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CITY ARTS : A Collection of Memories

Samella Sanders Lewis--one of the most prominent African American art historians--describes her pieces as memories collected in the form of art.

Now those works, as well as items from 30 other master artists, will be displayed through an exhibit, “The Samella Lewis Collection--Fifty Years,” at the Third World Art Exchange in Los Feliz.

The African American-themed works are by such artists as Richard Barthe, Romare Bearden, John Biggers, Elizabeth Catlett, Sam Gilliam, David Hammons, Palmer Hayden, Jacob Lawrence and Charles White, among others.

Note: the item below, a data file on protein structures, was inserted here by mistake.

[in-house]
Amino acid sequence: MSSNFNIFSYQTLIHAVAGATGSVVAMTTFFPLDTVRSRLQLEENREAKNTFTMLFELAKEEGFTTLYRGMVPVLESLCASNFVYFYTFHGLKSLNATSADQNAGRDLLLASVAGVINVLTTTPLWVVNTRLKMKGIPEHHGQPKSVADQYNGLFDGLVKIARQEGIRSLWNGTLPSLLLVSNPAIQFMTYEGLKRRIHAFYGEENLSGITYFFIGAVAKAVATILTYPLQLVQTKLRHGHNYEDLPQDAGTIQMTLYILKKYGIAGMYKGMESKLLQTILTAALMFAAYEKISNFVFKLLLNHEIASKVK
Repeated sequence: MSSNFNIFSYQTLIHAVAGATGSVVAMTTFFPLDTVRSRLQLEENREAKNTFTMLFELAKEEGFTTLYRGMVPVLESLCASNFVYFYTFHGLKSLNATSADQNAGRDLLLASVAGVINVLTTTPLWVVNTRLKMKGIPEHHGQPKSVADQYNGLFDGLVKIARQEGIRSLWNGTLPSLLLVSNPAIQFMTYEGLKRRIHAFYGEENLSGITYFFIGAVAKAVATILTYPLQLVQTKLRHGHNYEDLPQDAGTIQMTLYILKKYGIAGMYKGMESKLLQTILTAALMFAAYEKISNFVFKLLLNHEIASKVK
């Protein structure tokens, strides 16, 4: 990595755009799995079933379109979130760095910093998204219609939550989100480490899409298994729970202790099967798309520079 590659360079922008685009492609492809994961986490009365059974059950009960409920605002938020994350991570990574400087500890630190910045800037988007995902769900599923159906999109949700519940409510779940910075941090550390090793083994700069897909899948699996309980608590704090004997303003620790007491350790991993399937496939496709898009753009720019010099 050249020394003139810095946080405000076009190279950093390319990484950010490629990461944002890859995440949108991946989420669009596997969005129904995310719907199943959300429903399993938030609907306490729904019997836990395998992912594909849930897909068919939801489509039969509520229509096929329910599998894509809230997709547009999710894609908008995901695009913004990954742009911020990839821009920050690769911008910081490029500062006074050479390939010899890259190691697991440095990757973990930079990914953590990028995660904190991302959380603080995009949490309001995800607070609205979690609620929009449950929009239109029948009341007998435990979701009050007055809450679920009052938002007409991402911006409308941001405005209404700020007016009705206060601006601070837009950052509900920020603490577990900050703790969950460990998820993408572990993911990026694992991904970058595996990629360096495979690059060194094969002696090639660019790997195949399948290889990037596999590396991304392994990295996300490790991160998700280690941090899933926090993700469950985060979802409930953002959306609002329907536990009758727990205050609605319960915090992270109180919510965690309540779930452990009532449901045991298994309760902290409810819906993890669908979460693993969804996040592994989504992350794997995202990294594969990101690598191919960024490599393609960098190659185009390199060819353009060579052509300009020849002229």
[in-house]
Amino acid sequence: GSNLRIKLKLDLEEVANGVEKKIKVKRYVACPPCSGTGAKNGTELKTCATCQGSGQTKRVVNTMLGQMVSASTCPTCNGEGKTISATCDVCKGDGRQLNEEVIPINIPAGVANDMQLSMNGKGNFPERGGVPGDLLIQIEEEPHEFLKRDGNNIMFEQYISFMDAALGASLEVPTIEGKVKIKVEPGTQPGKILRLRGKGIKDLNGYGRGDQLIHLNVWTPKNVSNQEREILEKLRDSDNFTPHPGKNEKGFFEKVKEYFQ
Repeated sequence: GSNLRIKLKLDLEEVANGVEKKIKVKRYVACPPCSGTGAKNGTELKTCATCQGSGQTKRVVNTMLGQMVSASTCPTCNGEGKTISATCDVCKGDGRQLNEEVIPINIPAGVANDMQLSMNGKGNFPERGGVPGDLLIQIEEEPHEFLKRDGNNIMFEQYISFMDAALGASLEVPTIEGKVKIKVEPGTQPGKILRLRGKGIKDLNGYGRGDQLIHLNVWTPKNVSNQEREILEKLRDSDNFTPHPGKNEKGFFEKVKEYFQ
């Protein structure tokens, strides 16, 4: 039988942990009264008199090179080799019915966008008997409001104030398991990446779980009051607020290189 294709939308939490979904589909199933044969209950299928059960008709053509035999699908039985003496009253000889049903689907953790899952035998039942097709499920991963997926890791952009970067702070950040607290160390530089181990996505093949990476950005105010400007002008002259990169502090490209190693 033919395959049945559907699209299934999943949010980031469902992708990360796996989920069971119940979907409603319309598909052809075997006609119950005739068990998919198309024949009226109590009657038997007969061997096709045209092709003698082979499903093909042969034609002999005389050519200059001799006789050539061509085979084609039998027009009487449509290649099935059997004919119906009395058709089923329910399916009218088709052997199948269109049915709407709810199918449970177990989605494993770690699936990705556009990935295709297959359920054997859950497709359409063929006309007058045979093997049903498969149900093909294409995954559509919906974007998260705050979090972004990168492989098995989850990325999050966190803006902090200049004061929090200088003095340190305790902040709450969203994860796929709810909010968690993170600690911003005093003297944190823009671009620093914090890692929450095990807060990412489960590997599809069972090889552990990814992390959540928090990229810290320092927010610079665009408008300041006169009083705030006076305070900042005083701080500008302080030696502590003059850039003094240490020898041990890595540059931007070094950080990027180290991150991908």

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Lewis, 71, who founded the Los Angeles Museum of African American Art, became a serious art collector in the early 1940s while a student at Dillard University in New Orleans. Under the tutelage of Catlett and White, she began collecting and exchanging art with other African American artists.

“Art is a language like poetry, evoking sensitivities and memories,” says Lewis, author of “Art: African American,” a textbook used in many colleges across the country. “Art really helps to speak to the past, present and to a large extent helps to guide you into the future.”

“The Samella Lewis Collection--Fifty Years” runs though June 7. The Third World Art Exchange is at 2016 N. Hillhurst Ave. Gallery hours are Wednesdays through Saturdays from 11 a.m. to 7 p.m.; Sundays from noon to 5 p.m. Information: (213) 666-9357 or (800) 879-3760.

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